One day, while sitting with my dad, I mentioned being over the week before it even started. He asked me how I spent my special day, Thursday. I simply stated that I tried to power through them so I could really deal with the expectations of Friday. He laughed and asked me why was I always in a rush.

“You will always get to Friday Maame, but why put that much pressure on it?”

I knew that I was mentally and physically exhausted by the end of the week and that needed to change. So I came up with Thursday’s are for Yaa’s. Every Thursday is set aside as a personal day. Thursday’s are the days I do exactly what I want, no matter that obligations. It sounds extremely risky but it’s beautiful to have one day that I get to control to the best of my abilities. Depending on the way I feel, the activities may vary but in an ideal world, this is how my Thursday would look.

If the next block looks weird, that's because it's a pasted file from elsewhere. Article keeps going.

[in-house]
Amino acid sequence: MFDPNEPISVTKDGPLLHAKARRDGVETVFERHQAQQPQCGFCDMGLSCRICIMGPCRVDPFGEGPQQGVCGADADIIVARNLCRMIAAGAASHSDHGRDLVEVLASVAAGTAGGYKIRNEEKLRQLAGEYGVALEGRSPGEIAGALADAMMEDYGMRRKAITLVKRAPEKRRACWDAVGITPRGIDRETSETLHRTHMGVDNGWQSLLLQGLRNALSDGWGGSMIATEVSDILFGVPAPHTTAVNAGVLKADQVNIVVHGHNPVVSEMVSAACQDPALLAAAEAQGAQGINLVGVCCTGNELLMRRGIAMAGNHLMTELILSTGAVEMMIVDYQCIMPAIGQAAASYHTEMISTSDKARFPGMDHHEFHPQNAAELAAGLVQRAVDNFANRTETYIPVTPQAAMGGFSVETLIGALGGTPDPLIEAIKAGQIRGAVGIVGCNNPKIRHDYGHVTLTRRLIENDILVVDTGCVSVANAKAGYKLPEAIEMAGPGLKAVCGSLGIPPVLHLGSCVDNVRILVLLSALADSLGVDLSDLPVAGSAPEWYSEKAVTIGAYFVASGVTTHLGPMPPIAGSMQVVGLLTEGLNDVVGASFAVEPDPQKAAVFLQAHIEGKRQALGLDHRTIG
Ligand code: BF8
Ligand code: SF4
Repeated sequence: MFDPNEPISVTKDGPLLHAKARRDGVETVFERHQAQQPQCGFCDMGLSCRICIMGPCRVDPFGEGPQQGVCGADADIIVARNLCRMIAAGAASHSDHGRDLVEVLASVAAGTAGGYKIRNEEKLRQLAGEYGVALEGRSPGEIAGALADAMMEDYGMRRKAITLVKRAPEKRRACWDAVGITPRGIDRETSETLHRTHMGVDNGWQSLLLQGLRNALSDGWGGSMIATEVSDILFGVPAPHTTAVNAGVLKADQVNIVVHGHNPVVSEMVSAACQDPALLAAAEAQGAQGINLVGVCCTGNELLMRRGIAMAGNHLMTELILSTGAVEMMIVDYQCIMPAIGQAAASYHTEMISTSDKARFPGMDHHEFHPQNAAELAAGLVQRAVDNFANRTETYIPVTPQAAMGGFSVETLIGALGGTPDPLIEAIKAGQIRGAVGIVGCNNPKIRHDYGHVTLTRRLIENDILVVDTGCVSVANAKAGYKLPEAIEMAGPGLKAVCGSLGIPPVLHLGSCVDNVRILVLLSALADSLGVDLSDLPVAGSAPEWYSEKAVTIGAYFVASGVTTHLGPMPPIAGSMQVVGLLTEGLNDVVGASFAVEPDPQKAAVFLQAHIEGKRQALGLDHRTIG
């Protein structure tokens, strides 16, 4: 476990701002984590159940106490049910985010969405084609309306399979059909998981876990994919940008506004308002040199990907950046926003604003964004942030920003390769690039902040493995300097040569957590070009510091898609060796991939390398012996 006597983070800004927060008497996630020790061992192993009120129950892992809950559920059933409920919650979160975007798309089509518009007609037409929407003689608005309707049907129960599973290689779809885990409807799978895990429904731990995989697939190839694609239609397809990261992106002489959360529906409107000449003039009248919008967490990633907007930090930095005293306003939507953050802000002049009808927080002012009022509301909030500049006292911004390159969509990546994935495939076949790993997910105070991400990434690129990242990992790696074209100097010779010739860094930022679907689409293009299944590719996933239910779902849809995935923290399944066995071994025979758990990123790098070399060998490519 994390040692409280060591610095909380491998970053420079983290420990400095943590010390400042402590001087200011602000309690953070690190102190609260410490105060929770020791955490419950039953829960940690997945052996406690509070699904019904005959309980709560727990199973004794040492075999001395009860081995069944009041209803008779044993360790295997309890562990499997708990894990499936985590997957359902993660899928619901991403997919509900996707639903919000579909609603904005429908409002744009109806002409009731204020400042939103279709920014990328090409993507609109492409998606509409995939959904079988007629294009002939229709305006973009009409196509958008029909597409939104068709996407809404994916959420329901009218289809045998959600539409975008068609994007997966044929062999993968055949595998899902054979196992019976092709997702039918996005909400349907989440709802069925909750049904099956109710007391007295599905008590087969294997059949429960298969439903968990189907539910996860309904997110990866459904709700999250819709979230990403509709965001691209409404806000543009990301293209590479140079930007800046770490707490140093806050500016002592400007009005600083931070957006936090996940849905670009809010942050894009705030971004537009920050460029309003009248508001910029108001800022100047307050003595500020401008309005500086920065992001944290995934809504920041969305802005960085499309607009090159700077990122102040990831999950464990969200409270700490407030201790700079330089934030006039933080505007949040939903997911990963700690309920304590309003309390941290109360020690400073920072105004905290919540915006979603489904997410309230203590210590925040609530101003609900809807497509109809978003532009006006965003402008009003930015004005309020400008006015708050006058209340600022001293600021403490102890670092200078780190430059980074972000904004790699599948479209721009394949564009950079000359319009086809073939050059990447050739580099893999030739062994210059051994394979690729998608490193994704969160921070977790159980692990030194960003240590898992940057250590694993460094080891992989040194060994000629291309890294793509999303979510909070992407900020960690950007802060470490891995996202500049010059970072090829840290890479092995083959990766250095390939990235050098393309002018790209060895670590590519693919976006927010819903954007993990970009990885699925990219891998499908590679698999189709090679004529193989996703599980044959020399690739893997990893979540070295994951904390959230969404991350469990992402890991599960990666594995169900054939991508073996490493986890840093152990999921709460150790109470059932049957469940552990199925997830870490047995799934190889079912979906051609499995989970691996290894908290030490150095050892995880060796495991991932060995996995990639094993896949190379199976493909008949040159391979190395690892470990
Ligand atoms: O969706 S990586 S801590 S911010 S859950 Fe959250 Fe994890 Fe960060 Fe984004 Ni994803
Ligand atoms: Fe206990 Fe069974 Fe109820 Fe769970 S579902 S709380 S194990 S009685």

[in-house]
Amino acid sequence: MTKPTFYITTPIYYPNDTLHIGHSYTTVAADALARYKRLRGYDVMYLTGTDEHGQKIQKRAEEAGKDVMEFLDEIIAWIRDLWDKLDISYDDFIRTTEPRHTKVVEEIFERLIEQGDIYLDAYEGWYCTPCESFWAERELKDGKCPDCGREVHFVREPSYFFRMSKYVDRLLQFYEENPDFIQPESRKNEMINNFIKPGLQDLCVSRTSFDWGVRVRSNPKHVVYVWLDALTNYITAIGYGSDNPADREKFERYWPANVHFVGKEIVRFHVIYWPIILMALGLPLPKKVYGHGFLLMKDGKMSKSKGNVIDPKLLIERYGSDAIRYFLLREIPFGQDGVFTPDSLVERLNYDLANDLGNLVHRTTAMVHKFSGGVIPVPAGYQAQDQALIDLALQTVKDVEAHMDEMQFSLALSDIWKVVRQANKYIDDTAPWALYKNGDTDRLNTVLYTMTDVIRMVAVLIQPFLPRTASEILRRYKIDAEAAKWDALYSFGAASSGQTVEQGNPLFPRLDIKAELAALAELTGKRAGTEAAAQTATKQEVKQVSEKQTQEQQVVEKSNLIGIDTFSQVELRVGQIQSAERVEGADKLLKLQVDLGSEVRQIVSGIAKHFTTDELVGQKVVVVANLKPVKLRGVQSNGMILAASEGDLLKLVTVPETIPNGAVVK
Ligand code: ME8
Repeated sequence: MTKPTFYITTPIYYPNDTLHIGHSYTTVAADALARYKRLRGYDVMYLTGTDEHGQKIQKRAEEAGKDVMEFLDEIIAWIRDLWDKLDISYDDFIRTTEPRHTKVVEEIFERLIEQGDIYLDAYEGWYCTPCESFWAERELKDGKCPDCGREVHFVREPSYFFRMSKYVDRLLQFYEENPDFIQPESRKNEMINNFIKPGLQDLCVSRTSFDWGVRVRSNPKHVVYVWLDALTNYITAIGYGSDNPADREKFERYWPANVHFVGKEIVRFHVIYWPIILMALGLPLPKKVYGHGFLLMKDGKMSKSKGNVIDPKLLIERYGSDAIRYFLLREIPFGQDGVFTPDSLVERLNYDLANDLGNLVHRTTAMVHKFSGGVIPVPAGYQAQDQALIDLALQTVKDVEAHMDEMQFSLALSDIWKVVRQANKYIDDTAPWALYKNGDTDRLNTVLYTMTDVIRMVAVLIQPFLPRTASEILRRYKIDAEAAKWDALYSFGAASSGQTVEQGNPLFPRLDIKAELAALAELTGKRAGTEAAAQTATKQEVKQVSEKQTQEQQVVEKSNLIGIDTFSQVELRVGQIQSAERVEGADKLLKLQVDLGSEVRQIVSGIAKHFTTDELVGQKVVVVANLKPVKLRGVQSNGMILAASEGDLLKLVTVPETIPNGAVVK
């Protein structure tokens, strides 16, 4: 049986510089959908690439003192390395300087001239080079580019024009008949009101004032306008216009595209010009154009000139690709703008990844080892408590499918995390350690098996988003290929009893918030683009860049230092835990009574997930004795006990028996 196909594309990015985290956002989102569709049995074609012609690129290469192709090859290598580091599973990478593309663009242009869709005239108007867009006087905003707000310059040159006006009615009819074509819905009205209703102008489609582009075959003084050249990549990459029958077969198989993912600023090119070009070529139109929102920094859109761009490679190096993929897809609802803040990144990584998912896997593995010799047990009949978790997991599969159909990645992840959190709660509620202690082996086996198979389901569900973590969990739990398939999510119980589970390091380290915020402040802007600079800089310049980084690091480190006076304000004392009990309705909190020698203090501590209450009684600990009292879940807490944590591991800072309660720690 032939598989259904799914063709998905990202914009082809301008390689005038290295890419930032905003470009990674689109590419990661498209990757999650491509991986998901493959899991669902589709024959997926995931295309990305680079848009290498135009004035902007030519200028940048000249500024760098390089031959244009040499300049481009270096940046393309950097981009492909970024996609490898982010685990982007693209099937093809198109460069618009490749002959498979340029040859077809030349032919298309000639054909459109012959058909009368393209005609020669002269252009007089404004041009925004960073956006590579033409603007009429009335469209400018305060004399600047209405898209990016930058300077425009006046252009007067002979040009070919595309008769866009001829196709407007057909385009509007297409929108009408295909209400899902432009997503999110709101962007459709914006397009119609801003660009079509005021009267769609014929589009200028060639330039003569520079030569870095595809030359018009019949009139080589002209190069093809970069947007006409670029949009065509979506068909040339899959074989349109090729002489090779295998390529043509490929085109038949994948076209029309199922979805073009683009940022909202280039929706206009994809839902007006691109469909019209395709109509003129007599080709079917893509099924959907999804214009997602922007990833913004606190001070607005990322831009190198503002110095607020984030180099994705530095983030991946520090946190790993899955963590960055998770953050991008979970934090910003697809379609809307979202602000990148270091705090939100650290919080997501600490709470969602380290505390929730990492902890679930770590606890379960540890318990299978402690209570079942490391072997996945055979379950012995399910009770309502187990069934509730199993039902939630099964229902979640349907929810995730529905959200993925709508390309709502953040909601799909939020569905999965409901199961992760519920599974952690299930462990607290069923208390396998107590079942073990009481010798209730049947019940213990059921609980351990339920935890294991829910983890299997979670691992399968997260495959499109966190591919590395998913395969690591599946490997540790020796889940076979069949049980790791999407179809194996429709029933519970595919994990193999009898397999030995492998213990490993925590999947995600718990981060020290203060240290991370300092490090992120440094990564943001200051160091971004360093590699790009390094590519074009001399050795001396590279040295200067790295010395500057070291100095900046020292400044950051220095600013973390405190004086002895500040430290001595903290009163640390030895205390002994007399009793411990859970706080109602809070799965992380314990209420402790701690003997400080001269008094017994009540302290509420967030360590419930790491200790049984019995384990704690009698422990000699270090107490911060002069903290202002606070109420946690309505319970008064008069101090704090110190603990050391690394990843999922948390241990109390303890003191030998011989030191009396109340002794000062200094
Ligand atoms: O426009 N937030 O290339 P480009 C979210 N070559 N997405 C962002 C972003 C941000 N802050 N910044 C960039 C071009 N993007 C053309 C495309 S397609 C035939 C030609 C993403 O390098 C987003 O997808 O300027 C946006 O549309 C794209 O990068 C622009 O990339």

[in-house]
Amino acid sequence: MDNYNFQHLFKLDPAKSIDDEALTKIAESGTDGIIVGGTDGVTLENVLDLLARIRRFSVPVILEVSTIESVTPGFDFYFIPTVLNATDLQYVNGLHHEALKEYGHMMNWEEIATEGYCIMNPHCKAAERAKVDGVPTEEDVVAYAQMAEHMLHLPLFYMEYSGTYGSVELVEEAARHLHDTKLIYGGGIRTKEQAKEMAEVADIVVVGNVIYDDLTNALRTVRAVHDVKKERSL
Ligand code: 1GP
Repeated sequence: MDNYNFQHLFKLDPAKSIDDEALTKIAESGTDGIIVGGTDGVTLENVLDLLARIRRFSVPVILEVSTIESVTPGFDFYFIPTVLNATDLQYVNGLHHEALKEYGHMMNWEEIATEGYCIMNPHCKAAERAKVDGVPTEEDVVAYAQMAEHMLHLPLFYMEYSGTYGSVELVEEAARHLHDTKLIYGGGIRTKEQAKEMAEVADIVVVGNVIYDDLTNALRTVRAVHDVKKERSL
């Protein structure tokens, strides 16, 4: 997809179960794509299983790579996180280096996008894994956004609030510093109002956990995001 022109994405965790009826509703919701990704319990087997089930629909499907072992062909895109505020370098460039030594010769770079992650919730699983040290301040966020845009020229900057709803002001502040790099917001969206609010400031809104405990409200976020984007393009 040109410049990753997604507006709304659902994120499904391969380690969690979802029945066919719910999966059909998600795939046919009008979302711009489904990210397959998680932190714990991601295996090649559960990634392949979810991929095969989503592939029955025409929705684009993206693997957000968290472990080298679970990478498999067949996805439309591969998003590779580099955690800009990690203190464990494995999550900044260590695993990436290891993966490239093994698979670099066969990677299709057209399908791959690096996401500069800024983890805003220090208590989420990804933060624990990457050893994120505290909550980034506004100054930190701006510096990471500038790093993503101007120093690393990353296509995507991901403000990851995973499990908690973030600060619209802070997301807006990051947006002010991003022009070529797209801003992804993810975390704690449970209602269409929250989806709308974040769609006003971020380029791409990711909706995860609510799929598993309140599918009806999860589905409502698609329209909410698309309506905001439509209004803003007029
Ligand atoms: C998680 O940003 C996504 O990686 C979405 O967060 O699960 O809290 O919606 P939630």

I wake up in my pure white sheets whatever time I see fit, usually before 10:30AM. I sit and contemplate whether I would like to be around people. If yes, I try set up an activity that I really enjoy, like enjoying a meal with good friends. That makes the experience that less stressful. I find myself a meal for breakfast that I haven’t enjoyed in a very long time and I eat in my beautiful bed before jumping into the shower or taking another nap. My Thursday can be used as a ‘Get it Right Get it Right’ day or to just veggie out in front of my TV or laptop and write about my feelings. But the day is mostly about me. I pour into myself so much of what is stripped out of me during the week. All the early wake up calls, long nights, and disappointments of the week don’t matter because Thursday’s are for me.

I tried to write this for Thursday but my day told me take a break and rebuild from brokenness that I had suffered during the week. Nothing hurts and everything is beautiful on my Thursday’s.